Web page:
Georgia Power, GE, AT&T, Intel Pilot Sensor-Enabled Data Network with Existing Atlanta Streetlights

Georgia Power, Current by GE, AT&T, and Intel are working together to transform the city of Atlanta, Georgia’s existing street-lighting into a sensor-enabled data network. In this pilot project, Current’s CityIQ sensor nodes have been installed on 200 street-lights in five locations across the city to create a connected digital infrastructure.

Each node houses multiple sensors – including optical, acoustic, and environmental sensors. The sensors use Intel’s CPU, 0.5-terabyte hard-drive storage, a communications modem, and Bluetooth, USB and Power Over Ethernet (PoE) ports. An AT&T SIM card transmits the data and Intel technology helps extract metadata. Multiple datasets can be collected – such as traffic, pedestrian, bicycle, parking, etc., to enable the design of solutions in areas such as improving mobility, public safety, traffic management, digital signage, stormwater detection, flood monitoring and more.

“Our customers are changing and where they live is changing,” stated Christine Primmer, Smart Cities Strategy Manager, Georgia Power. “In the heart of Atlanta, we’re expecting another two million people over the next two decades, which is going to put a dramatic strain on infrastructure on top of the issues we’re already dealing with.”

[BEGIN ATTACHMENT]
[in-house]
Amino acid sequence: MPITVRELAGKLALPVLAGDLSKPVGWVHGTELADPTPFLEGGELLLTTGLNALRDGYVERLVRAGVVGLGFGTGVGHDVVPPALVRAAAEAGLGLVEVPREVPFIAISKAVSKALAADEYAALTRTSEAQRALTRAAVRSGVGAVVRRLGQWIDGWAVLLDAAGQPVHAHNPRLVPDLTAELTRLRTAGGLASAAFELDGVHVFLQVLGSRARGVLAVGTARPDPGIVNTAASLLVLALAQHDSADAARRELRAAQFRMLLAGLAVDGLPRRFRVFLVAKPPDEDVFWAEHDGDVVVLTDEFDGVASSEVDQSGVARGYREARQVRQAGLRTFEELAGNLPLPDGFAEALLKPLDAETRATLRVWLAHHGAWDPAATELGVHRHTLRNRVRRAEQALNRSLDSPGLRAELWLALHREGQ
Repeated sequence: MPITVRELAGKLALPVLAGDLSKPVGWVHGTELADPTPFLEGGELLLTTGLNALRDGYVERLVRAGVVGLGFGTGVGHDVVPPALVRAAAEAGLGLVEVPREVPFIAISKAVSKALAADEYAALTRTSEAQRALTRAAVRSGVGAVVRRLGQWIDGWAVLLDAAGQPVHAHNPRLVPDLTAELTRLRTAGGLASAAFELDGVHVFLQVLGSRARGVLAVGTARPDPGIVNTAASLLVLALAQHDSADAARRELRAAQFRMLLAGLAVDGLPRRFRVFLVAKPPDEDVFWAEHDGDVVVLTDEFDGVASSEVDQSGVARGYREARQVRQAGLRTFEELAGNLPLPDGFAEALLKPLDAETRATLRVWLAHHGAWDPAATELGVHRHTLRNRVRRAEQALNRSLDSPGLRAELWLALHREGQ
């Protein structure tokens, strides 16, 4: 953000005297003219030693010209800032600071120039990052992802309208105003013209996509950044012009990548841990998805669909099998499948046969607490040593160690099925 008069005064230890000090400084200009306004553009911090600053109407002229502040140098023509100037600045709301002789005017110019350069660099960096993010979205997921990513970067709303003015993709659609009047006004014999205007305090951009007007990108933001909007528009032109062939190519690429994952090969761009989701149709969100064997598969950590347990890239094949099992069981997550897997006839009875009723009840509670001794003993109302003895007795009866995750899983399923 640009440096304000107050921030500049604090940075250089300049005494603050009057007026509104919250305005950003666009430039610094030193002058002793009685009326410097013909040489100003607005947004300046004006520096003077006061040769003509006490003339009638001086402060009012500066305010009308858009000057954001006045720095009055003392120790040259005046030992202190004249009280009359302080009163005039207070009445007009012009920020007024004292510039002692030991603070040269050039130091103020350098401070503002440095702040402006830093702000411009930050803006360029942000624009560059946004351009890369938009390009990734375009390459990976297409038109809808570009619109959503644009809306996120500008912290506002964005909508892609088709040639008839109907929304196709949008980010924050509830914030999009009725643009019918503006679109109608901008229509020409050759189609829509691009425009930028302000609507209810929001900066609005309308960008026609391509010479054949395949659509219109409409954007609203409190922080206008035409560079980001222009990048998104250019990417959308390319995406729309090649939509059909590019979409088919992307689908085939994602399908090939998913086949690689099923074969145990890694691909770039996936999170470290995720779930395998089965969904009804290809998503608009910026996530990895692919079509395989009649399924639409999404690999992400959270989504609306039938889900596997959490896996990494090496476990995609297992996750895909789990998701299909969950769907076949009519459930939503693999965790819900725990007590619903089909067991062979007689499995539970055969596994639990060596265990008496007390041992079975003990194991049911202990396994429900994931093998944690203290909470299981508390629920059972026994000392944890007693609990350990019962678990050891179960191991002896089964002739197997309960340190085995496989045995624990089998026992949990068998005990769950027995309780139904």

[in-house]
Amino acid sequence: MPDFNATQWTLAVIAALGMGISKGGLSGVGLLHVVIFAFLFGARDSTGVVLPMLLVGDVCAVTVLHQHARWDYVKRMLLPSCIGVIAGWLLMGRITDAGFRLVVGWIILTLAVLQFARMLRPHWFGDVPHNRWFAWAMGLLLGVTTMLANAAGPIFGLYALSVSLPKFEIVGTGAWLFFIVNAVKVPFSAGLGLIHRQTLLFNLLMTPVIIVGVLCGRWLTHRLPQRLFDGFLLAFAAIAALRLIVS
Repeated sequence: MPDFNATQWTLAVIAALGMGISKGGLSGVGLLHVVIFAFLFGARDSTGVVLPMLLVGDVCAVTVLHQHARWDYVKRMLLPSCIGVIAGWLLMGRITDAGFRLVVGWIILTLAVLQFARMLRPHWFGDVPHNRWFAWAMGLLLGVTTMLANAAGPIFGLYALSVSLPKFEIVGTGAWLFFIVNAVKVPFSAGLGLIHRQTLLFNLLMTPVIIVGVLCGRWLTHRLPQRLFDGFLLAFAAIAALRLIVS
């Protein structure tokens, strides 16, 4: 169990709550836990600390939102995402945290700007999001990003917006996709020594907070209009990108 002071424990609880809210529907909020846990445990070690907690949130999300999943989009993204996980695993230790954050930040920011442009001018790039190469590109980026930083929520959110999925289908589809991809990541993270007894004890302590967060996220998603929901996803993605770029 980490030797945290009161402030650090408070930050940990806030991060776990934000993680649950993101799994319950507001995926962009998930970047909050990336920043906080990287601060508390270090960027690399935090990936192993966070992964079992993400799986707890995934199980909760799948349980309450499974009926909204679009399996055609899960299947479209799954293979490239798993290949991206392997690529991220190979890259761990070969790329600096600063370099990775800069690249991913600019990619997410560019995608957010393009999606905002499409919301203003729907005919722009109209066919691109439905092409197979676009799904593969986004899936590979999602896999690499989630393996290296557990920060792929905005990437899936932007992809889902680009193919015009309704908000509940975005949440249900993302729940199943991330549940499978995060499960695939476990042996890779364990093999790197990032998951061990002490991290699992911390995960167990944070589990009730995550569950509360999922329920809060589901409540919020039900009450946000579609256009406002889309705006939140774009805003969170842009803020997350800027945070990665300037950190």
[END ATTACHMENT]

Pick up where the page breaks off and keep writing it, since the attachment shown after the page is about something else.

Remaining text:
Atlanta’s Chief Technology Officer, Tye Hayes, said: “Atlanta is experiencing large increases in urban population, visitors and the number of businesses developing in or relocating to the city. This creates new challenges in handling street, foot and data traffic, as well as ensuring a safe and sustainable environment for the city’s residents and businesses. At the same time, the expectations of our residents, visitors and businesses are undergoing a massive shift toward greater demand for connectivity, immediacy, sustainability and safety. The constant demand to be innovative while marrying the citizens’ needs with the municipality’s duty to provide efficient and effective services is a top concern when prioritising smart city initiatives. Public safety, public services and overall public experience are the things that drive how we look at technology innovation for our infrastructure, and ultimately for the future of the city.”